• Racing priorities:  In 2016, I did the Oil Creek 50K with a friend who is a cancer survivor and type I diabetic.  It was very interesting, and in some ways, a surreal look into what should've been important as the years have gone by.  I did one triathlon, and numerous road races, but nothing with an urgency of "I had to get better."  I save that angst for golf.
  • Hobbies:  I really wish I had spent more time learning to cook. Just made my first omelet the other night.  Most previous attempts have been relegated to cheesy scrambled eggs with bits of bacon and sausage, mm bacon.  Also picked up the guitar.  I will never be a virtuoso, but the day that I can play "Take me home, Country Roads" by John Denver, will be my benchmark for success.
In closing, if I get a chance, I'll write more.  I'm not real thrilled with what Clustrmap did with their widget, but whatever.  My next blog might be about runner etiquette here in the nations capital and bikes and runners sharing a trail.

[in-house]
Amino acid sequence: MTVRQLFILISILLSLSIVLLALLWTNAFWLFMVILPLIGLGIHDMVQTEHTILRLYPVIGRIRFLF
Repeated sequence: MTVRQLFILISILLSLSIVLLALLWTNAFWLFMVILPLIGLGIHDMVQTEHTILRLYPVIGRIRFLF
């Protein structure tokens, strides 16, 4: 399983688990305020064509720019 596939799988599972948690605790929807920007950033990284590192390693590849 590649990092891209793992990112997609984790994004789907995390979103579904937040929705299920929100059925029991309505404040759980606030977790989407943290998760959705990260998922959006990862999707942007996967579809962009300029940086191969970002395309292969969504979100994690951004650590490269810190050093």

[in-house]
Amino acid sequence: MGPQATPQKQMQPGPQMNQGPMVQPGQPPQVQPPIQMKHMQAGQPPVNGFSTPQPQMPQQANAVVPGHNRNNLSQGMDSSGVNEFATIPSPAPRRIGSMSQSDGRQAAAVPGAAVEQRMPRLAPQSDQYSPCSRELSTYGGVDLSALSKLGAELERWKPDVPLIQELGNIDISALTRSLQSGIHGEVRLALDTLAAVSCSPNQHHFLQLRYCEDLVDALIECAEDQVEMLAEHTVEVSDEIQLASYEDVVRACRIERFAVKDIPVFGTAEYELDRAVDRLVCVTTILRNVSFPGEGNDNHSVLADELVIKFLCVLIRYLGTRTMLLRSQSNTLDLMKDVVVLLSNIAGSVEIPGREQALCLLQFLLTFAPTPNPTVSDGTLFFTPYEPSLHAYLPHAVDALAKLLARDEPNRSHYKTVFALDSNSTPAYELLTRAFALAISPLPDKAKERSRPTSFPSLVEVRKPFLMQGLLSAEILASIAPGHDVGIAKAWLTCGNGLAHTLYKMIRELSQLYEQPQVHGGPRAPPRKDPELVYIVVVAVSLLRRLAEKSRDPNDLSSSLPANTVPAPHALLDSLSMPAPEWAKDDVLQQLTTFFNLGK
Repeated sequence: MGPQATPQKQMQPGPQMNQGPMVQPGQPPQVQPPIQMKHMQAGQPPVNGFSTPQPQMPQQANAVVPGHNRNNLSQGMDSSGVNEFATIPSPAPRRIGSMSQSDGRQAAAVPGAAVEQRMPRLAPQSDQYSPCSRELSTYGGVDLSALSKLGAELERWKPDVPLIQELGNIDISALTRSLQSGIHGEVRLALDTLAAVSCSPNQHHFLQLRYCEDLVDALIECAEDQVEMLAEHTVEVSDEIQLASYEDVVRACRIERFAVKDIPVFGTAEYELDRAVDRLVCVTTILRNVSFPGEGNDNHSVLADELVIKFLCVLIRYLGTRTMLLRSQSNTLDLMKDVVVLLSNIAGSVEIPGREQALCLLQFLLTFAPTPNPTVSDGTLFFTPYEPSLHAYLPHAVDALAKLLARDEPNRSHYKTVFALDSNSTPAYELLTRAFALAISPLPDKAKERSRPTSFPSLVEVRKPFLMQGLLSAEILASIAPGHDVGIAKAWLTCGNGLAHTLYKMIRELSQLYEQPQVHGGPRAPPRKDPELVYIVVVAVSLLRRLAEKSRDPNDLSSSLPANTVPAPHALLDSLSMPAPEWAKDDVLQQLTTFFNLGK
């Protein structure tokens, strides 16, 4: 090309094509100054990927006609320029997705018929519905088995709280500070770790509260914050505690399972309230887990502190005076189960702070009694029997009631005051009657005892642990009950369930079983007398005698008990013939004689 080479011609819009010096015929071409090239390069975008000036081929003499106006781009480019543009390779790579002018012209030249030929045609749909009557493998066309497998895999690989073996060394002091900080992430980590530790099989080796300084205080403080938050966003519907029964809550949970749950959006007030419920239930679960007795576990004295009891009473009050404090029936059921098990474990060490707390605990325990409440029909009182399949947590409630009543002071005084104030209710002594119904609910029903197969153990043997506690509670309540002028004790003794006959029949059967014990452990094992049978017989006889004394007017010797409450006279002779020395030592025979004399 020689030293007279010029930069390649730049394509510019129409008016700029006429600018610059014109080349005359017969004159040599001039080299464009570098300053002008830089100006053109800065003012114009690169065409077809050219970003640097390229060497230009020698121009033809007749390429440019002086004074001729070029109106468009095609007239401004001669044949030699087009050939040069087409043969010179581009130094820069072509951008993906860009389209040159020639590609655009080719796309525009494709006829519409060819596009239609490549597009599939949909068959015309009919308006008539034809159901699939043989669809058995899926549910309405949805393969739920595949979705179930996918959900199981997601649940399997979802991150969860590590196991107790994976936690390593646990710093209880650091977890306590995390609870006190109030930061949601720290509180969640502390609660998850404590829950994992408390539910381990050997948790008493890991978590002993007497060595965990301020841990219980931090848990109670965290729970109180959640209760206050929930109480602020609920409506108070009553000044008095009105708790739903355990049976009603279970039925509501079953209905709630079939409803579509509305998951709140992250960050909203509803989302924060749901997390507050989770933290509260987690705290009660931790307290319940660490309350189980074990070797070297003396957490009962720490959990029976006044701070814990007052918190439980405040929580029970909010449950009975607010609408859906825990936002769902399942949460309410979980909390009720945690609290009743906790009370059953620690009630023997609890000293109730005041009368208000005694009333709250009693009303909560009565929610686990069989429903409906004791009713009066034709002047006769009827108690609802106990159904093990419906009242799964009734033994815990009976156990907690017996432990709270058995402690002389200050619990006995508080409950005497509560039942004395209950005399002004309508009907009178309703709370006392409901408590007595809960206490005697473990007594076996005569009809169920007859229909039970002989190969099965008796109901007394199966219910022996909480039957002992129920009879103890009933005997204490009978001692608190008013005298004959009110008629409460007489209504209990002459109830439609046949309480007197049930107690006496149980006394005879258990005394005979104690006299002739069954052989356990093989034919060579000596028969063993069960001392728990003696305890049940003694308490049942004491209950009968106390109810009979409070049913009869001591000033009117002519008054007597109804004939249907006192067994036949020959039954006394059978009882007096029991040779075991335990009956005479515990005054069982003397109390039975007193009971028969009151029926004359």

On On

Friday, October 16, 2015

Oil Creek 100K Race Report

It's all about the buckle!!
I guess the photo sort of makes the ending anti-climactic.  But, if you're in the mood for an exceptionally long story about a journey filled with pain and mental gymnastics, then by all means, read on.  But, remember, I rarely proofread.

In 2009, when the Oil Creek races were started, my father, brother, and I decided to give it a go, and aim high, well at least the 50 mile high, because I convinced them that the 50k was just too short and not enough. Now why exactly would I say something like that:  Well,  I was also beating my body training for the Louisville Ironman, and bowed out of running the longer distance just a few weeks past my penultimate triathlon, but figured that pacing the last portion for the 50 miler would more than make up for it. While my Dad and brother understood, I always considered it sort of a "dick" move, and having been in the best shape of my life, probably would've rocked that 50.  Since 2010 - 2014, I had entered and finished the 50K, some years, like 2012, in stellar fashion, others, like 2013-14, in not so stellar, injured or under prepared, fashion.  In a previous blog entry, I explained why I was "nutting up or shutting up," but I think the deeper motivation was rooted in 2009, and that my opportunities were dwindling as my focus switches less on my own "wants", and more on spending the precious time with kids and how they are growing older very quickly.  So, without further ado, the Race Report: